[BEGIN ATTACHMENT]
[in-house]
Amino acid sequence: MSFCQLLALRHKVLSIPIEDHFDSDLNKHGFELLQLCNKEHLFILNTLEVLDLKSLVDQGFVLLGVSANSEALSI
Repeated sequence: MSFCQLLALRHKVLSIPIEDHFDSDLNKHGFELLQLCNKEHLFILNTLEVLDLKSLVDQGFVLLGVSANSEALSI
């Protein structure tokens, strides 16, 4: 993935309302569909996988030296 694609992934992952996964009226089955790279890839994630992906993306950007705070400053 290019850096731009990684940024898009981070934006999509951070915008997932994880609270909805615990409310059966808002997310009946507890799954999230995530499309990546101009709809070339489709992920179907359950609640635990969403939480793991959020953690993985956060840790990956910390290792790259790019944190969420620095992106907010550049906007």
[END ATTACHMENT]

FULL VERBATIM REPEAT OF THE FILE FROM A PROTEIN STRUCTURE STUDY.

[in-house]
Amino acid sequence: MSFCQLLALRHKVLSIPIEDHFDSDLNKHGFELLQLCNKEHLFILNTLEVLDLKSLVDQGFVLLGVSANSEALSI
Repeated sequence: MSFCQLLALRHKVLSIPIEDHFDSDLNKHGFELLQLCNKEHLFILNTLEVLDLKSLVDQGFVLLGVSANSEALSI
């Protein structure tokens, strides 16, 4: 993935309302569909996988030296 694609992934992952996964009226089955790279890839994630992906993306950007705070400053 290019850096731009990684940024898009981070934006999509951070915008997932994880609270909805615990409310059966808002997310009946507890799954999230995530499309990546101009709809070339489709992920179907359950609640635990969403939480793991959020953690993985956060840790990956910390290792790259790019944190969420620095992106907010550049906007």